In high school my best friend and I had designated music days: Michael (Jackson) Monday, Turn Back Tuesday, Throw Down Thursday, Freestyle Friday, and can you guess what Wednesday was? Wash Your Mouth Out Wednesday. The consequences of listening to secular music week after week that brought little to no glory to God resulted in a bitter, filthy mind. After a few weeks of this cycle, I began to find it hard to “jam out” when I listened to “Christian music.” Everything I listened to was degrading and tore down my heart and soul as well as my ability to sing praises to my Lord. I knew I was in trouble when I began to listen to explicit music on all other days of the week on top of Wednesdays. I’ll admit I did feel cool knowing songs everyone else knew and being able to sing along with my non-Christian friends despite the filthiness my mouth and mind began to exude. Soon, every day became “Wash Your Mouth Out Wednesday.”
Emily Brown is a sophomore at Corban.

Emily Brown is a sophomore at Corban.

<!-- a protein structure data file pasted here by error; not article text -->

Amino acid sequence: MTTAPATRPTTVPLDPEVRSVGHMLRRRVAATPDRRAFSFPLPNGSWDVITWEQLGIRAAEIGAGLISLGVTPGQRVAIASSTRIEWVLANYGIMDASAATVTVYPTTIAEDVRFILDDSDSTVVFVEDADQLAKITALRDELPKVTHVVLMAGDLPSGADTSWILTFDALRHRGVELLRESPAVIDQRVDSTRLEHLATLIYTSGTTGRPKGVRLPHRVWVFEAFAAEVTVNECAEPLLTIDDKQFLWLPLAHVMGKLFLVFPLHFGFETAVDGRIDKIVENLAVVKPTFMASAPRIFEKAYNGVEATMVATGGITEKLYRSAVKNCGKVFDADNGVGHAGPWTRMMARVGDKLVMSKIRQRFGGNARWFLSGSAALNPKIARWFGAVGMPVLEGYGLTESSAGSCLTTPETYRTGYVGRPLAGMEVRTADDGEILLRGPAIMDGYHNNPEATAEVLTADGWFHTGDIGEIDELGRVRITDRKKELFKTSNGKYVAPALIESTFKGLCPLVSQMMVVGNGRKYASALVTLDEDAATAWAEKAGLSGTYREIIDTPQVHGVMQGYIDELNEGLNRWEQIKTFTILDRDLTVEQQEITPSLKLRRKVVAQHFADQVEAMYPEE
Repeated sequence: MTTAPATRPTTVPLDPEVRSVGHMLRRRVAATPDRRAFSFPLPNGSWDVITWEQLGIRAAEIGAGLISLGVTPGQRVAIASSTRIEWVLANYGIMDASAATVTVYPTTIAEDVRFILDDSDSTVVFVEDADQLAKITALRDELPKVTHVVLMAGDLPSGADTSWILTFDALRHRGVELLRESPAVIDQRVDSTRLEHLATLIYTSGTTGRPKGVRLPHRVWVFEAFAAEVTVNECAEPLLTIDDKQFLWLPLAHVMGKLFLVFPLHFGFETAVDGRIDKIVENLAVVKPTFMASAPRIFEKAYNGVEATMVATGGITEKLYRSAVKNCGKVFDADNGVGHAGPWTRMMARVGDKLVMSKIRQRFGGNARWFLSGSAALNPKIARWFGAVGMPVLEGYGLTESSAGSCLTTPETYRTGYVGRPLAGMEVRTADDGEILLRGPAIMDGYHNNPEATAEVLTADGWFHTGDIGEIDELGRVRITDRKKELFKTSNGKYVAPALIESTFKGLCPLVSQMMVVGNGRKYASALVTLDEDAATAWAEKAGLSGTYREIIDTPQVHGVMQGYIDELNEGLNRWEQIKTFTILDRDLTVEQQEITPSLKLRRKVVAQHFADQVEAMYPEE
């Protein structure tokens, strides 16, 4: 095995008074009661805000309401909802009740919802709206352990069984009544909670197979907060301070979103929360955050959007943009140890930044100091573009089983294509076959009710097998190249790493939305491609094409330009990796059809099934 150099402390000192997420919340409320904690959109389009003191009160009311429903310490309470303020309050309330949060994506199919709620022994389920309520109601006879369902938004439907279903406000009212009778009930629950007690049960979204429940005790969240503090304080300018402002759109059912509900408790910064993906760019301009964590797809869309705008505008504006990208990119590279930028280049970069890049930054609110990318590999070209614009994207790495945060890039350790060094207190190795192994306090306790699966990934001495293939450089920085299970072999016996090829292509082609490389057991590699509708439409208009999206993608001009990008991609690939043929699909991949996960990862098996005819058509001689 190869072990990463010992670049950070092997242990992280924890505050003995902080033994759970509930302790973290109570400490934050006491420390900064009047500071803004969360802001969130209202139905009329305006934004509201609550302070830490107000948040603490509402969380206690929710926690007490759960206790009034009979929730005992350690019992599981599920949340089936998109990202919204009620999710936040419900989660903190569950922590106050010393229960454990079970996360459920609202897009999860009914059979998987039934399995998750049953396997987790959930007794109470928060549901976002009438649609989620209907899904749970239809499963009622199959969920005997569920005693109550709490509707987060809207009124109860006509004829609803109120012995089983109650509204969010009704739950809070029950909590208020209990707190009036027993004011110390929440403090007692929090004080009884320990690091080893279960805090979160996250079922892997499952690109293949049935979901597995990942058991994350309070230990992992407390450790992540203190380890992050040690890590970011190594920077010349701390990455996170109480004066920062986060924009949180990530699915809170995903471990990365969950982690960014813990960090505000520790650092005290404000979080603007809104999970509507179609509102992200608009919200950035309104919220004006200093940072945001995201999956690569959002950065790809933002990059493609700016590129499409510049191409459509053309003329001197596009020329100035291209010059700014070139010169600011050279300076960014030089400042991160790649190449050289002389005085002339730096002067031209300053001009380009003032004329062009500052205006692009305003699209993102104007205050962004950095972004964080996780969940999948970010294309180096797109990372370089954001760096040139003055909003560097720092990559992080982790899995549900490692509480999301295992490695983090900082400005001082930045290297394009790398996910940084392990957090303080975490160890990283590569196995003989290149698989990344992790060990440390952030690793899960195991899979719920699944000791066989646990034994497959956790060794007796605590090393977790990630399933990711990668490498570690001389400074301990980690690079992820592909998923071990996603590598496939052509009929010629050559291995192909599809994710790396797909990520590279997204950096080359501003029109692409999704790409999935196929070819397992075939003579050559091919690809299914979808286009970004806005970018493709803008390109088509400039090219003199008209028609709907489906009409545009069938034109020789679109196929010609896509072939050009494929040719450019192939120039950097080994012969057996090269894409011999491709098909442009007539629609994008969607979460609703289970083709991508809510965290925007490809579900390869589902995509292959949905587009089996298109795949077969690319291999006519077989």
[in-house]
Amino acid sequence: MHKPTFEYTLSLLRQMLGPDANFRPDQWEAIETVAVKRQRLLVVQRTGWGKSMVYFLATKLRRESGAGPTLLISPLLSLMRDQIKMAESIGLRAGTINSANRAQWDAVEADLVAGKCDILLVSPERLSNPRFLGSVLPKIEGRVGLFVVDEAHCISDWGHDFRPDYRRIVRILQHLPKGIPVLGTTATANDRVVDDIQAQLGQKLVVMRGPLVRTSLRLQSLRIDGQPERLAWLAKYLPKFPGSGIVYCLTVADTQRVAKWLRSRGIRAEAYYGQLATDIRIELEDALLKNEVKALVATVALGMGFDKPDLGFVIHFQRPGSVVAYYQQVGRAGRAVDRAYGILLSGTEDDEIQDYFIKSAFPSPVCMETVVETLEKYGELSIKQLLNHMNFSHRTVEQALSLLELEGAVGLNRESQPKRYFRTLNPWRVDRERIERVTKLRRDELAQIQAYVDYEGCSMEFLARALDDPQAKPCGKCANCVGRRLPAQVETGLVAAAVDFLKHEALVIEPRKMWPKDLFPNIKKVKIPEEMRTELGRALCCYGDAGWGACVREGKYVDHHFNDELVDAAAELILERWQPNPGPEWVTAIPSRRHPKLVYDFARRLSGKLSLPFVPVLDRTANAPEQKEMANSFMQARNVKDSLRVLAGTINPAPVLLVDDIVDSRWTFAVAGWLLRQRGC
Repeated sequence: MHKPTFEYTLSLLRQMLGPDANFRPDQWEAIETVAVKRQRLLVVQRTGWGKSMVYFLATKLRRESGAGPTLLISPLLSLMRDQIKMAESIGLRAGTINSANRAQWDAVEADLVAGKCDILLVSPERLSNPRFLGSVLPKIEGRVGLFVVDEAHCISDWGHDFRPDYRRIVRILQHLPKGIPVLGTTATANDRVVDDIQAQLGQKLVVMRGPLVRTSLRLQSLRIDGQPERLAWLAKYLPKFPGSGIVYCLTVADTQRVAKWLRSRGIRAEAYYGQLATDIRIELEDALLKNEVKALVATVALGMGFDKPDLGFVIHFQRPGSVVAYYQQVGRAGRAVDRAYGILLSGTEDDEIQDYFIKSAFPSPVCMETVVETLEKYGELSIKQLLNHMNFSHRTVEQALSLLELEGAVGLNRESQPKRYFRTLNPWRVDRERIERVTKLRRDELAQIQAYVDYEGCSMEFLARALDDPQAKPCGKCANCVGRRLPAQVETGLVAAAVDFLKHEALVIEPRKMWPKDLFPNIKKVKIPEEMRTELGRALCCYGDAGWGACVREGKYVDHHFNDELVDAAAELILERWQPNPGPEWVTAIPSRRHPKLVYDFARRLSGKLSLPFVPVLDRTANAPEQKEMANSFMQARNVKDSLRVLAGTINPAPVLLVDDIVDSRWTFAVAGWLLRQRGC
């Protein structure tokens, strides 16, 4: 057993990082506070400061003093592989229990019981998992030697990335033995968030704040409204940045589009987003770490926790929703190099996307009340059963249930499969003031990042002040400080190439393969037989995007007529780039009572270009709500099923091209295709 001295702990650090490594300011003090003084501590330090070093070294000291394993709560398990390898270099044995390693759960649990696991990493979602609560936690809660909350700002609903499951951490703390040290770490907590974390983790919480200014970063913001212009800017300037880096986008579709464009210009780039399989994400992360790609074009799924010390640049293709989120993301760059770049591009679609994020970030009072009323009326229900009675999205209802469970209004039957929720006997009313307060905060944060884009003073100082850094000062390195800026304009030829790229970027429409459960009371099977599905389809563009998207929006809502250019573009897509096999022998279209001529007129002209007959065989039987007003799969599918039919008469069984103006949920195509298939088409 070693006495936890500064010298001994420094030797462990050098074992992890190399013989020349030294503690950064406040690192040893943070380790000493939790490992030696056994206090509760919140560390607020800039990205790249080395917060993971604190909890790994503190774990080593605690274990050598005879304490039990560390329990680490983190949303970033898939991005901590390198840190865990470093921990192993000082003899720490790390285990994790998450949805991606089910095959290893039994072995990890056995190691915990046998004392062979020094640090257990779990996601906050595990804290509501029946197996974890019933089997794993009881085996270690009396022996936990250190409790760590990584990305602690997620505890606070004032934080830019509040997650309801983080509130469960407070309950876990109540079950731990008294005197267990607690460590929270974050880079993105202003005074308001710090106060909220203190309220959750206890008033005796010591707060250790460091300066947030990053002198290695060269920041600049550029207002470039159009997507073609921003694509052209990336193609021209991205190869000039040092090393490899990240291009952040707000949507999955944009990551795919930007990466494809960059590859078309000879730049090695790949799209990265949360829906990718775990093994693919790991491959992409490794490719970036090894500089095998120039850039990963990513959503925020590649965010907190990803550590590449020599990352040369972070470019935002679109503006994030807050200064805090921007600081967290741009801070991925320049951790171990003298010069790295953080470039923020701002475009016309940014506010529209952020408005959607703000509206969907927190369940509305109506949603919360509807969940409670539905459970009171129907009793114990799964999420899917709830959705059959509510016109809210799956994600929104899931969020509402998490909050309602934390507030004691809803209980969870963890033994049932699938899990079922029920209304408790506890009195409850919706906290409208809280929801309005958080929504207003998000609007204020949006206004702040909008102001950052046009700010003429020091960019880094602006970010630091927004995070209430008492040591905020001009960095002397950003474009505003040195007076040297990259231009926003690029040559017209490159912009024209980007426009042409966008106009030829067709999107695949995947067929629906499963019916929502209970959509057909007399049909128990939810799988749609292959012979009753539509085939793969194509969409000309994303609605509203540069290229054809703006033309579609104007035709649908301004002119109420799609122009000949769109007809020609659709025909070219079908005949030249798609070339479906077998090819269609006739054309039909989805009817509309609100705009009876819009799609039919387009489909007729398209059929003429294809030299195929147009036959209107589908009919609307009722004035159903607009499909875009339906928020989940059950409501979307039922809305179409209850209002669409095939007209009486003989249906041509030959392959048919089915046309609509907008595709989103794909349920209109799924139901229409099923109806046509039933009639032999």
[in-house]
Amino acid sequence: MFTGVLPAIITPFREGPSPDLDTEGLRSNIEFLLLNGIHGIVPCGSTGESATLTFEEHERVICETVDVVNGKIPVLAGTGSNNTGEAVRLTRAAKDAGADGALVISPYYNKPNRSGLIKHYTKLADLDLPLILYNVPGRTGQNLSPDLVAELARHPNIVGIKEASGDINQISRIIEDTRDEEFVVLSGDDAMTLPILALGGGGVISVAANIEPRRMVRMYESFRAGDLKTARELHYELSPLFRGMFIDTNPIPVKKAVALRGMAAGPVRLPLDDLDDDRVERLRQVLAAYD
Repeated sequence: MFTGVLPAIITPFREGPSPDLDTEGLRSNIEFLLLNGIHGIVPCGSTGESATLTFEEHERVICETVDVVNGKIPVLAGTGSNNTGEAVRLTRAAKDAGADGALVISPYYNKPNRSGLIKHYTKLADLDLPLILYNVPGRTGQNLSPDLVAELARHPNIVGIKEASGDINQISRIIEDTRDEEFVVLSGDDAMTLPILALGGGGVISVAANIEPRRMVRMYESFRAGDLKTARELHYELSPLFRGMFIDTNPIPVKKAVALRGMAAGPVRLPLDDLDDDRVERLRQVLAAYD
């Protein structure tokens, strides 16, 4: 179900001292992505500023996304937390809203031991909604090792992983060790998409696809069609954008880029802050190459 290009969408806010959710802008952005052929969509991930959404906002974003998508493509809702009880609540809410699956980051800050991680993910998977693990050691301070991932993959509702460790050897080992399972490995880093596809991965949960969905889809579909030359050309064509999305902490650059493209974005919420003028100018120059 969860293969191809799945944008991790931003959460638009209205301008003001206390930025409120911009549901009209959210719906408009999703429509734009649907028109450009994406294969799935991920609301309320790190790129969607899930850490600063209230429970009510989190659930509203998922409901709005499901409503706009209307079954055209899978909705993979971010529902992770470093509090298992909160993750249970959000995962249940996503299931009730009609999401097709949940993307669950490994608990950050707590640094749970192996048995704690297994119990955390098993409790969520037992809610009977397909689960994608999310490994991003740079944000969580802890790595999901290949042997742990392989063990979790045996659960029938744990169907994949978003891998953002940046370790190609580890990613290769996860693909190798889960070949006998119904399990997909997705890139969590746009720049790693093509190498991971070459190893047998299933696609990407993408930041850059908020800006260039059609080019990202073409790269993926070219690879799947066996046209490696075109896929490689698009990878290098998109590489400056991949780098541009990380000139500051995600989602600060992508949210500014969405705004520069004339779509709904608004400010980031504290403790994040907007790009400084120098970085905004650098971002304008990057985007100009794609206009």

And that’s exactly what I needed to be doin—I needed some serious mouthwash, something with the highest-cleansing alcohol content to cleanse my trap of filth. Not only had I begun to listen to explicit lyrics on a regular basis, but I began to think curses and corrupt thoughts as well. I had begun to influence my friends and expose them to the same dirt I was filling my heart with. Whenever I was in a car playing Christian music I began to resent the person DJ-ing. I questioned their “coolness” and their ability to have fun. What were they “turning down for?” My answer—everything. They were boring. I asked myself, “How could anyone turn the dial to Air 1 or The Fish and find any satisfaction at all?” It was all boring to me, worshiping my Savior had become something only done in church on Sundays, and even then it was a drag. When I arrived at Corban last fall, Christ began to change my heart as my friends discouraged my music selection and encouraged my faith. God pointed out a simple fact: if I couldn’t sing more than 90% of a song due to the explicit or censored language, should I really be listening to it? I was now officially convicted. Proverbs 3:23 tells us, “Keep your heart with all vigilance, for from it flow the springs of life.” I began to realize that indulging in such music created a heart that only absorbed vile and condemning thoughts and words. This was no way to build a heart that pours and speaks life into others. I do not wish to condemn - I wish to encourage. We are to build each other up (1 Thessalonians 5:11), and how shall we do this if we do not build ourselves up? God’s grace is sufficient for us in all areas. When I decided to follow Jesus I vowed that I would turn from my wicked ways and not indulge in the things of this world. Not that I don’t listen to secular music but I carefully choose the songs I partake in. It’s important to analyze the music and not fill our ears with meaningless words. Not all secular music uses the Lord’s name in vain, speaks of sexual relations, or even has the little red box encasing the words “explicit,” but this doesn’t mean we shouldn’t be wary. Let us be a community of believers who follow the commands of Psalm 105:2, “Sing unto him, sing psalms unto him: talk ye of all his wondrous works.”